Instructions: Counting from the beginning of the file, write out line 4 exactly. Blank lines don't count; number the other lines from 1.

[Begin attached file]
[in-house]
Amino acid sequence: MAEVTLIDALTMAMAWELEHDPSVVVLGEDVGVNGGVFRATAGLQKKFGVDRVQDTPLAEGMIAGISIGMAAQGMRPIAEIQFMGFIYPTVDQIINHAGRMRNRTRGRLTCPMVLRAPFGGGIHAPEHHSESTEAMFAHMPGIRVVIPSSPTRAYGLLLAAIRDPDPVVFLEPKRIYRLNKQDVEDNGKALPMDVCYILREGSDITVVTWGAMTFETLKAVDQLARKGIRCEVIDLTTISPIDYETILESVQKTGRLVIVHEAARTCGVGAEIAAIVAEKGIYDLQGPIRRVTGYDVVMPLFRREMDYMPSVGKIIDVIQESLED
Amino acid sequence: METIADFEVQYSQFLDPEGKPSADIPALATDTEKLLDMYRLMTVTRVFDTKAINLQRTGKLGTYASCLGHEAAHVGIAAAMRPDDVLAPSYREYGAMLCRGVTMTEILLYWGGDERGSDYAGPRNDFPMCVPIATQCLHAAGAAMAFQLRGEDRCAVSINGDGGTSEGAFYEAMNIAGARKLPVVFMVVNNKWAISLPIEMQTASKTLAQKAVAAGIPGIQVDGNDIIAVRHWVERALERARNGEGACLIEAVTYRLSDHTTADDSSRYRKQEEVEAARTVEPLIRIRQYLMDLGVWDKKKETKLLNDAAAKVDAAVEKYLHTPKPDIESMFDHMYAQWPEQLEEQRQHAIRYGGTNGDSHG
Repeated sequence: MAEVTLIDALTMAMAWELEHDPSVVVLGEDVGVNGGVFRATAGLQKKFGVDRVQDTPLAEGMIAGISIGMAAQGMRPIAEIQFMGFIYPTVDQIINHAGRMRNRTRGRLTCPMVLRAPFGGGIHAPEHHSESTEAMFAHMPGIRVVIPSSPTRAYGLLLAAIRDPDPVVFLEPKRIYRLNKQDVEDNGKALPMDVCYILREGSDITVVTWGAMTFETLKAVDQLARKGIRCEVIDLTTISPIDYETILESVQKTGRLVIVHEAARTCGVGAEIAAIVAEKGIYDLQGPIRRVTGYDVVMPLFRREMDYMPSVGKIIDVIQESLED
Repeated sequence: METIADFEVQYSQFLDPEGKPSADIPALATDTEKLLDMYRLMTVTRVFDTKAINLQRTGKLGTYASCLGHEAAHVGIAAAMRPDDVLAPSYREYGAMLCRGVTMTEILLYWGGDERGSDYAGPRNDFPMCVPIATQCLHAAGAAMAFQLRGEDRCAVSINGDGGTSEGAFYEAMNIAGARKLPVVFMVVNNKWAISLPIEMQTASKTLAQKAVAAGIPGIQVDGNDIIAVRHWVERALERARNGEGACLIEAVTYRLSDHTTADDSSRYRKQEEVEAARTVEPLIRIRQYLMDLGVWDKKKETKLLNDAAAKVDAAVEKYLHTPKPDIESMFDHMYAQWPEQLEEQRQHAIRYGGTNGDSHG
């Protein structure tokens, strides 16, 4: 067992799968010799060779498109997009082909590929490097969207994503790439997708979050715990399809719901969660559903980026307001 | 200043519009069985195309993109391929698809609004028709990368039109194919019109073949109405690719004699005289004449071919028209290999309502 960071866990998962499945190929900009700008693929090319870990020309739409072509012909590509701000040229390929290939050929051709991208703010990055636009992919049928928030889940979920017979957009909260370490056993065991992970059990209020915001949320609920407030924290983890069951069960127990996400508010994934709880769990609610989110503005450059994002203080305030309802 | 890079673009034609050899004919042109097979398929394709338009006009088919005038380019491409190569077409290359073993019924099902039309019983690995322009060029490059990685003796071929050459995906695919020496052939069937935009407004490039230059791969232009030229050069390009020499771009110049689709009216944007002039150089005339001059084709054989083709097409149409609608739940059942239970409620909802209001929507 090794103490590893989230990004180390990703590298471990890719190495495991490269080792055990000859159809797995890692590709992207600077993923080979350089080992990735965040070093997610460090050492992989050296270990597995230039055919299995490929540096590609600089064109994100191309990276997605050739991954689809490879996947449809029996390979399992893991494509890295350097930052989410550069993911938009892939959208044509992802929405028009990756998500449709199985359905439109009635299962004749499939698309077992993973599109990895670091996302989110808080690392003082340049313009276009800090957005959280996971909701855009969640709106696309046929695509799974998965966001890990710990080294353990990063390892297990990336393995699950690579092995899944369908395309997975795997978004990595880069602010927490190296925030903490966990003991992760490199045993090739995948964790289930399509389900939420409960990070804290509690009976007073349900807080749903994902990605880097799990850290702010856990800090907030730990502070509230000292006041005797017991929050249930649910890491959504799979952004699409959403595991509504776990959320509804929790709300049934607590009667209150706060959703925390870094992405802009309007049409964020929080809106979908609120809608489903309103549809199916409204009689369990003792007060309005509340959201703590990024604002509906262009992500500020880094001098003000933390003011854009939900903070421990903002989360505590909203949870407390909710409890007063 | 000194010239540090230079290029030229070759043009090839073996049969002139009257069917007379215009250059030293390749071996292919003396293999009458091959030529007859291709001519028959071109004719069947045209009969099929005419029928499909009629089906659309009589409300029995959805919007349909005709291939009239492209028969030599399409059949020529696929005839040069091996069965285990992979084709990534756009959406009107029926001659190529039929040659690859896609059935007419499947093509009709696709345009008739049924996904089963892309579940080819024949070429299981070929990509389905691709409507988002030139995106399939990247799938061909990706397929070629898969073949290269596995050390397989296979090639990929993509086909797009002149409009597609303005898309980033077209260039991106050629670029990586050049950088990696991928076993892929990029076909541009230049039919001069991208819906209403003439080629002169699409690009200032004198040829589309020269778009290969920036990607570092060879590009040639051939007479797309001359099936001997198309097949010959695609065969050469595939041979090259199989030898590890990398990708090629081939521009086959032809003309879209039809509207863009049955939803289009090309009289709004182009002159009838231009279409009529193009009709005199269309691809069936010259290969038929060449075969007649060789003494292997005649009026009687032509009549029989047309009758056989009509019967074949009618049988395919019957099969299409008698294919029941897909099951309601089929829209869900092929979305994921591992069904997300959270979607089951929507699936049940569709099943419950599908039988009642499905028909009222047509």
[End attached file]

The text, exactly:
Repeated sequence: MAEVTLIDALTMAMAWELEHDPSVVVLGEDVGVNGGVFRATAGLQKKFGVDRVQDTPLAEGMIAGISIGMAAQGMRPIAEIQFMGFIYPTVDQIINHAGRMRNRTRGRLTCPMVLRAPFGGGIHAPEHHSESTEAMFAHMPGIRVVIPSSPTRAYGLLLAAIRDPDPVVFLEPKRIYRLNKQDVEDNGKALPMDVCYILREGSDITVVTWGAMTFETLKAVDQLARKGIRCEVIDLTTISPIDYETILESVQKTGRLVIVHEAARTCGVGAEIAAIVAEKGIYDLQGPIRRVTGYDVVMPLFRREMDYMPSVGKIIDVIQESLED